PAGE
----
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Depression Center

Alternative Medicine for Depression

author image William Marchand, M.D.
William R. Marchand, M.D., is the Chief of Psychiatry at the George E. Wahlen VAMC in Salt Lake City, Utah, and a Clinical Associate Professor of Psychiatry at the University of Utah. He is the author of "Depression and Bipolar Disorder: Your Guide to Recovery" and "Mindfulness for Bipolar Disorder: How Mindfulness and Neuroscience Can Help You Manage Your Bipolar Symptoms."
Alternative Medicine for Depression
Mindfulness meditation has been shown to be an effective intervention for depression. Photo Credit: Getty Images

Several complementary and alternative treatments have been used for depression. Two of these, acupuncture and mindfulness, are discussed here. Although mindfulness is discussed in this section, one mindfulness intervention — mindfulness-based cognitive therapy (MBCT) — has been studied extensively and is generally considered to be a mainstream treatment for depression.

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Acupuncture is a traditional Chinese medicine approach. It involves inserting thin needles into the body at acupuncture points. Acupuncture is commonly used for pain relief, but some studies have been published investigating its effectiveness for depression. Results of studies have been inconsistent, but there is some evidence that it may be beneficial when combined with antidepressants.

Mindfulness and Meditation

Mindfulness meditation has been shown to be an effective intervention for depression. Mindfulness refers to a mental state that can occur while practicing meditation or at any time or place in the course of one’s daily life. The concept of mindfulness can be perplexing, but it is in fact a very simple idea. Mindfulness is simply keeping one’s attention focused on what is happening in the present moment.

One way that mindfulness can be understood is by contrasting the mindful to the non-mindful state of mind. In the non-mindful state, the mind automatically focuses attention. In the language of mindfulness, this is known as autopilot. Autopilot thinking is focused on the past or the future, rather than the present moment. It often includes irrational or excessively negative thinking patterns. Autopilot thinking generally increases depressive symptoms.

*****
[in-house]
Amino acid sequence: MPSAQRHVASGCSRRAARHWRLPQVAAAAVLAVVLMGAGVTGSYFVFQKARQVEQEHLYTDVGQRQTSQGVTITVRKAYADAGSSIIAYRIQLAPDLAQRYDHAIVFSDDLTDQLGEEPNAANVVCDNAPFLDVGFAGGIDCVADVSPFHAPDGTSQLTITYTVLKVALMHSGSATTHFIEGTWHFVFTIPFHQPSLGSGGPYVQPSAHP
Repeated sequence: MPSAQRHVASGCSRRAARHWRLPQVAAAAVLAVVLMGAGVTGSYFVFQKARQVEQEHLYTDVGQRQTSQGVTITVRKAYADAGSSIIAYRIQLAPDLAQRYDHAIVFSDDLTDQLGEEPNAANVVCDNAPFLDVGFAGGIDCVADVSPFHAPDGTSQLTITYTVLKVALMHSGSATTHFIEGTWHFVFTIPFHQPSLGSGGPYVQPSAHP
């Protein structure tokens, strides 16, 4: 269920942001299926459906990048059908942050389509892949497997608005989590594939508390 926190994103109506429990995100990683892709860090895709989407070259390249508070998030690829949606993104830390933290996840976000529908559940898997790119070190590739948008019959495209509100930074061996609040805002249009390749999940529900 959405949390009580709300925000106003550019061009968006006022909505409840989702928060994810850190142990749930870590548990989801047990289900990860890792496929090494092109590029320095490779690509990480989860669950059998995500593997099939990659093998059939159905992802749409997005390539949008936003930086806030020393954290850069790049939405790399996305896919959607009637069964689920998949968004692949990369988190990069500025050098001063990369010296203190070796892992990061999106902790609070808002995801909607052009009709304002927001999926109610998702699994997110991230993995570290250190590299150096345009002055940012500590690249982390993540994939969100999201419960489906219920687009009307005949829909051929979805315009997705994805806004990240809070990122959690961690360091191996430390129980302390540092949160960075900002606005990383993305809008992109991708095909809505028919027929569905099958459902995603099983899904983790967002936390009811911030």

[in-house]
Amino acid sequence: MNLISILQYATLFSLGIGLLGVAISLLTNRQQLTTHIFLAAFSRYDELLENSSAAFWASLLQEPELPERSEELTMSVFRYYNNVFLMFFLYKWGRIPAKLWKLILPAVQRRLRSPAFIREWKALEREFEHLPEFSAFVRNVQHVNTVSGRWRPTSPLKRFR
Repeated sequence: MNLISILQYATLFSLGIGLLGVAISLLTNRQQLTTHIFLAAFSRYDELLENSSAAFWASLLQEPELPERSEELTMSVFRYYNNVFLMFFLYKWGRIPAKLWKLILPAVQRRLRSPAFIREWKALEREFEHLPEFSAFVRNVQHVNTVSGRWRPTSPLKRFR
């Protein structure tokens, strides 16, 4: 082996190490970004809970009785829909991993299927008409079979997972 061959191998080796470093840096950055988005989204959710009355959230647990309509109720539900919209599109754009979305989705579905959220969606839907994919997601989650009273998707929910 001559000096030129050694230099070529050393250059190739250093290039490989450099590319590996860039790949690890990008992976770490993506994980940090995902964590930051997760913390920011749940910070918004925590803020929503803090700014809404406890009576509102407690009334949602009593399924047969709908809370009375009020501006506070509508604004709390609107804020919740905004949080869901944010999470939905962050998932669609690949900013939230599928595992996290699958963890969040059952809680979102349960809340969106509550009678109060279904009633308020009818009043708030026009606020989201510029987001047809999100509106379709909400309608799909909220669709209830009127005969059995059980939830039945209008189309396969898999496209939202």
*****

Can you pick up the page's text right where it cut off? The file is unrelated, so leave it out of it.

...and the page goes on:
In contrast, when practicing mindfulness, attention is directed on the sights, sounds, thoughts, emotions and actions that are occurring at the moment. Thus, mindfulness involves developing the ability to focus attention on the here and now and observing each moment with curiosity, openness and acceptance. It is particularly important to develop a nonjudgmental awareness of one’s thinking patterns.

The concept of mindfulness meditation was developed from Eastern religious and philosophical thought, particularly Buddhism. That said, there is nothing inherently religious about meditation or mindfulness.

Meditation simply refers to specific practices that can include mindfulness meditation. These practices are aimed at keeping one’s attention under conscious control rather than on autopilot. One practices mindfulness meditation to develop the ability to spend more of life in a state of mindful awareness.

Mindfulness-Based Cognitive Therapy

One of the most studied clinical mindfulness interventions, mindfulness-based cognitive therapy (MBCT) was developed specifically for the prevention of relapses in recurrent depression by Zindel Segal, Mark Williams and John Teasdale. There is considerable evidence of benefit for depression and other psychiatric conditions. The strongest evidence is for relapse prevention in major depression, particularly among those with three or more prior episodes. Furthermore, MBCT offers protection against relapse equal to that of maintenance antidepressant medication. Evidence also suggests efficacy for those experiencing a current episode as well as for those in remission. One study indicates that MBCT is as effective as CBT in the treatment of current depression.

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